In considering the use of any technology for course instruction, one should consider the goals of the course and how the selected technology helps to achieve those goals. There is really no benefit derived in using technology simply because you can. If the instructional goals can be attained best by reading and discussing text, then that is the method you should pursue. Other considerations include access to the technology (e.g., does everyone have a computer?), support (e.g., who will design and maintain the website?), and the cost of using technology in comparison to a more traditional mode of delivery. Finally, don't forget to build in an evaluation component to assess how well the enhanced technology helped achieve those course objectives. You may discover that the blackboard wasn't such a bad idea after all.
The Teaching Support Centre is pleased to announce a new web-based resource for the teaching of large classes. Prepared by Allan Gedalof and Mike Atkinson, the site contains portions of the STLHE Green Guide on Teaching Large Classes (by Allan Gedalof), numerous tips, links, featured sites and the opportunity to send questions you might have directly to Mike or Allan. This new resource will be available as of December 1, 2001 and can be found on the Teaching Support Centre's website. Here's a sampling of some of the features.
This section contains excerpts and updates from Allan Gedalof's Green Guide on Teaching Large Classes. After reading these excerpts, you may want to check out the entire Guide. It (and the two companion Guides on Active Learning and Teaching the Art of Inquiry) is available in the Teaching Support Centre office.
The following excerpt is from the section on preparing to teach large classes.
Preparing for Large Classes
Let's assume that you've set your course objectives, planned your course prescription, worked out how you're going to evaluate your students (does it really have to be only multiple-choice?) and done your lecture schedule. Now you're going to start preparing individual lectures.
Check out the classroom in which you will be teaching. Is it adequate to your needs? Does it have the technology you need? Obviously, you can't prepare your lecture using that slick new presentation program if you're working in a room that doesn't have data-projection capacity. You may very well find that you're being asked to do a job without being given the tools to do it, and that you have to become a champion of adequately equipped rooms in which to teach. Exactly what the room will need depends on a number of factors, including the discipline you teach and the size of the class.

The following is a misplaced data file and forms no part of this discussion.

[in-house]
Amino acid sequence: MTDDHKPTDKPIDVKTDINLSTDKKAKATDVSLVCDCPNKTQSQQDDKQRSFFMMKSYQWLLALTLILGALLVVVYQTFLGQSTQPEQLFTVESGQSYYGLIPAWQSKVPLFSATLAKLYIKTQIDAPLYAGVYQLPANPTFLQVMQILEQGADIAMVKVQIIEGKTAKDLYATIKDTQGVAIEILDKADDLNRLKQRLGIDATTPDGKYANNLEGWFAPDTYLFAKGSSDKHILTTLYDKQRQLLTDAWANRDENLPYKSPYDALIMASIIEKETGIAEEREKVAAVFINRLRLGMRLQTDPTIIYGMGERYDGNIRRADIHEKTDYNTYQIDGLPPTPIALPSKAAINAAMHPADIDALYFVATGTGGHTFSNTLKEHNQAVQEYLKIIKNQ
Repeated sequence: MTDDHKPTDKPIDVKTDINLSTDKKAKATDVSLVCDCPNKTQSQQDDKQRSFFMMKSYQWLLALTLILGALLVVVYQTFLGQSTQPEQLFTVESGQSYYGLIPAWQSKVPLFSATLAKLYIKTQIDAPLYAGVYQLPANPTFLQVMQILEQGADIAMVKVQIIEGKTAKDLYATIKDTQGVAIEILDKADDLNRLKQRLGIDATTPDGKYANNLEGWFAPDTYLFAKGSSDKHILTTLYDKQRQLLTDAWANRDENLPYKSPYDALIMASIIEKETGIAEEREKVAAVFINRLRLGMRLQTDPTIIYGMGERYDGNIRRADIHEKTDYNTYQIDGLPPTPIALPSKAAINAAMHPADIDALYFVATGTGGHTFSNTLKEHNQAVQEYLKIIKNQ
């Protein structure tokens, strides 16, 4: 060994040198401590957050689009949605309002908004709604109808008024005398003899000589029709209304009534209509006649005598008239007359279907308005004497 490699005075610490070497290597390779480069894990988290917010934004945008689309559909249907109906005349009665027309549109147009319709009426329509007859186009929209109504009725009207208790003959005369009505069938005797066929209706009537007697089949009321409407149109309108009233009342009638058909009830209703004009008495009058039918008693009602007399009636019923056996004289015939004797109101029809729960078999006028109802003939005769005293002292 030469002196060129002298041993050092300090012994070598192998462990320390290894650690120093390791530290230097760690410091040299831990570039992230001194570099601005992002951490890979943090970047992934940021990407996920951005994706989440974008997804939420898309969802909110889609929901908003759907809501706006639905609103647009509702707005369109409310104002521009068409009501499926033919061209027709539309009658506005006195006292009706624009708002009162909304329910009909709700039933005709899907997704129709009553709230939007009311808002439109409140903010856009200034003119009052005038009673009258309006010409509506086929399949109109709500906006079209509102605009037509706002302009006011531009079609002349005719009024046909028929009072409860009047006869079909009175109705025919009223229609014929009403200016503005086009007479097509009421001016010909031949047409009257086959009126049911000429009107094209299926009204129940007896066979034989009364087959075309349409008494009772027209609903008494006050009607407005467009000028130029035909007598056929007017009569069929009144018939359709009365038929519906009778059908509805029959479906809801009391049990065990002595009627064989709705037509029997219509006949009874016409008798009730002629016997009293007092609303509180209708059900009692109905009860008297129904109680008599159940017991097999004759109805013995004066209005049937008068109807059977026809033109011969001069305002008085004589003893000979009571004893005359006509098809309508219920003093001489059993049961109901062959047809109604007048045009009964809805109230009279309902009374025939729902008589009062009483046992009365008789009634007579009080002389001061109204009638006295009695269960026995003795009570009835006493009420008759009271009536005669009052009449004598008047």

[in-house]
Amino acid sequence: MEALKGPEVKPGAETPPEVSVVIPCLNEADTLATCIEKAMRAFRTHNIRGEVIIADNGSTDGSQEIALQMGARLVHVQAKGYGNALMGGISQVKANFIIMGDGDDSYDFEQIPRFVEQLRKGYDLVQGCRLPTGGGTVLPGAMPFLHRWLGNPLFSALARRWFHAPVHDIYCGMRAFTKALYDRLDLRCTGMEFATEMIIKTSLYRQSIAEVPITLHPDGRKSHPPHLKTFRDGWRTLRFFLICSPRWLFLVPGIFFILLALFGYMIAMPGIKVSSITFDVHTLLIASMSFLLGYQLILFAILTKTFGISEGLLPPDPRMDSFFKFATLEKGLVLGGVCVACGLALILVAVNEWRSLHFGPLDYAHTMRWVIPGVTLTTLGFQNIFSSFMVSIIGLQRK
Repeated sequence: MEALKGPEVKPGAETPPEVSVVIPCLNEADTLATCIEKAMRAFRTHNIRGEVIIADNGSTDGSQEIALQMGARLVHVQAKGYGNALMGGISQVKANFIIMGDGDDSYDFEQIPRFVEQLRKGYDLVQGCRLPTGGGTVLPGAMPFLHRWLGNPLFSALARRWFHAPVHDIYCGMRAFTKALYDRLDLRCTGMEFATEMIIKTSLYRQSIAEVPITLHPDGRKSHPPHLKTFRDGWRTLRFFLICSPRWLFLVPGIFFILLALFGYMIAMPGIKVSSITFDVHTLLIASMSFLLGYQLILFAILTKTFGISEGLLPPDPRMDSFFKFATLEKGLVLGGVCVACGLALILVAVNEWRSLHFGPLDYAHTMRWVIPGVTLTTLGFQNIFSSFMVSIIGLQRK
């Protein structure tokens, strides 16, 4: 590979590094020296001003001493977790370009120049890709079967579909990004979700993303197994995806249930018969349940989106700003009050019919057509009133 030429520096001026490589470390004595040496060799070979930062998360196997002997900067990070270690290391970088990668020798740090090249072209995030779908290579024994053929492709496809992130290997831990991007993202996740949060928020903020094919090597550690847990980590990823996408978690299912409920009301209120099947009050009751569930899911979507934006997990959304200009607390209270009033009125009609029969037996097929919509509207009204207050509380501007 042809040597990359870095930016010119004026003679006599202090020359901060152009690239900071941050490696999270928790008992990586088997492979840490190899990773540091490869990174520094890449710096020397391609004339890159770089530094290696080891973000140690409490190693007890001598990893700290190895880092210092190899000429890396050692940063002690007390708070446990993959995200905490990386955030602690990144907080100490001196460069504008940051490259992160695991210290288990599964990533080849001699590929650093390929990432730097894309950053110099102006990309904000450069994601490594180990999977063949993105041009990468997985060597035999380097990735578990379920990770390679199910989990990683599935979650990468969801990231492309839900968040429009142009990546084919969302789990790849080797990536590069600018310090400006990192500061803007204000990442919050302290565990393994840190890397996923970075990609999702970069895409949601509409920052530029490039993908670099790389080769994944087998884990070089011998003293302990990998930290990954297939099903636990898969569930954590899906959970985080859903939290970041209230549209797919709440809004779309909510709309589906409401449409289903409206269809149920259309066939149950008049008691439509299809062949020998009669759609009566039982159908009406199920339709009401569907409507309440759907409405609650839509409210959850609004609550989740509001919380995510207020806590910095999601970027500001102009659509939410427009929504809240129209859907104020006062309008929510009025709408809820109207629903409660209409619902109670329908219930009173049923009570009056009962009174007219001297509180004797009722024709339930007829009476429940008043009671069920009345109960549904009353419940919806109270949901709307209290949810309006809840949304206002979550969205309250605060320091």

The well-equipped classroom. In every large classroom, the audiovisual equipment should be mounted so that the instructor can control it from a console with a lockable door at the front of the room, either directly or via remote controls as in the case of slide projectors.
The lighting in the room should also be controllable from the front of the room, and the lighting mix should include dimmable incandescent lights. Unless they have been recently installed or upgraded, standard fluorescent lights flicker horribly when they are dimmed, and students protest vigorously. A lighting set-up that allows independent control of areas of the class (for instance, allowing you to keep the front half in relative darkness so that projected images show up clearly while leaving enough light on in the back half of the room so that students can still take notes) is preferable.
Remote controls for the equipment (always desirable), the computer keyboard where available, the laser pointer, and the wireless microphones (with fresh spare batteries and spare clips) should be stored in a lockable drawer in the console. Inevitably, someone will walk off with a remote control for a piece of equipment. One solution is to issue programmed universal remotes to individual instructors.
Presentation Tip of the Week